Fly fishing is one of those things that can completely change the course of your life. That might sound over blown or like an exaggeration but I assure you, it is not. That is because fly fishing is itself a journey.
Fly fishing changes how you look at things. It changes how you interact with the world around you. It changes your acceptance of the reality of each situation that you're faced with. You cannot make the conditions and the fish be anything but what they are.
To be a great fly angler, you're forced to pay attention to the world around you, to much smaller details. You gain an appreciation for not only your successes, but also your failures. You appreciate the takes as well as the refusals.
Becoming a great fly angler means that you must choose to constantly improve yourself and your technique. Your cast becomes as much a part of your experience as the fish. You develop your own style, with it's own eccentricities. You first begin by just hoping that you can get your fly out far enough to actually catch a fish. Eventually you look to each cast to perfect your loop. You find joy in just the act of casting, in that constant pursuit of improvement, you elevate the pursuit to an art form.
In fly tying we can find an outlet for creativity that is driven by first a single purpose, to catch a fish. Next that outlet takes on personal touches, each fly an pattern is unique to the tier. Each pattern is unique to the fishery. Each pattern becomes a memory of the water. They become a memory of days and nights in those same waters.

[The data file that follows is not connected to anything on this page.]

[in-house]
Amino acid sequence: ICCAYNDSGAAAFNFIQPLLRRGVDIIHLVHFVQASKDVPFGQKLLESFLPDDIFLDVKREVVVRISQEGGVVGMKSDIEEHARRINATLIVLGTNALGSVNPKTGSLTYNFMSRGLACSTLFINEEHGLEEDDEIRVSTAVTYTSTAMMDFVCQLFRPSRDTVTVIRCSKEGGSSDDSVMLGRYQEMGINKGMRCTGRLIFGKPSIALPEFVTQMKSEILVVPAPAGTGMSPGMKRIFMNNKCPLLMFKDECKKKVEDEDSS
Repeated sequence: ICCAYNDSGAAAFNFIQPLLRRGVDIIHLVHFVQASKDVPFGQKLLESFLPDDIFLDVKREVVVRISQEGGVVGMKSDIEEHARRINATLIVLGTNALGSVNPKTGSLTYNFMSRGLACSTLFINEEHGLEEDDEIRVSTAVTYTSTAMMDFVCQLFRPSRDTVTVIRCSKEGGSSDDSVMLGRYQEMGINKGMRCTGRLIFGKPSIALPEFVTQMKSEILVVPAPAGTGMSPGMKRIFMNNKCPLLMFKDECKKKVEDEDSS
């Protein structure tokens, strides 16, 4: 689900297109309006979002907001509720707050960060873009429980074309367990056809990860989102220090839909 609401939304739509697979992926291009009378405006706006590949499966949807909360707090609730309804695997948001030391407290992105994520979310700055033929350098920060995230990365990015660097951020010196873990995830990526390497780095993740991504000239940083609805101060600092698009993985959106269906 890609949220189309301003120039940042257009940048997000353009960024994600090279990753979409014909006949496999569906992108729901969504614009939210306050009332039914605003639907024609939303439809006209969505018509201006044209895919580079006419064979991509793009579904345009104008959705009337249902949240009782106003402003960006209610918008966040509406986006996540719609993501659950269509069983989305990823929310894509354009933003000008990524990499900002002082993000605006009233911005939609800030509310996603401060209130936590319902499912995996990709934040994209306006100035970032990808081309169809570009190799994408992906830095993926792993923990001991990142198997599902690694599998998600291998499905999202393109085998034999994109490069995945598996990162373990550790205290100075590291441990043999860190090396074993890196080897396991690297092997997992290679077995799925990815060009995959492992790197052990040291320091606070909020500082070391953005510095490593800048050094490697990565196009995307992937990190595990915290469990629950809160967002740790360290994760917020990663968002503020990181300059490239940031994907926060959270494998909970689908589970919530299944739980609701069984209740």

More than anything else fly fishing is a departure from our daily life, an escape from cell phones and emails, from traffic and rush. Fly fishing allows for the childlike joy that is often gone from our daily lives. It's our chance to lose ourselves in the moment, if only for a moment. To listen to the waters of the river running by, the waves crashing in the surf, or the gentle breeze of a flat while we pole along.
The journey of a fly angler, to becoming a great fly angler is not something that can be defined for you. No one can tell you if you have reached that pedestal, that's because fly fishing is at it's core an exercise in humility. This road does not have a map or road signs because it is unique to the angler.
I think one of the signs of a great fly angler is in how giving they are. How much they teach and share. How much they listen, and how much they allow for others to experience the same joys that they have found in their journey. The learn to teach without speaking and to have without possessing.
I think that a great fly angler eventually comes to the understanding that their journey never had a final destination but instead it is a river that never reaches the sea.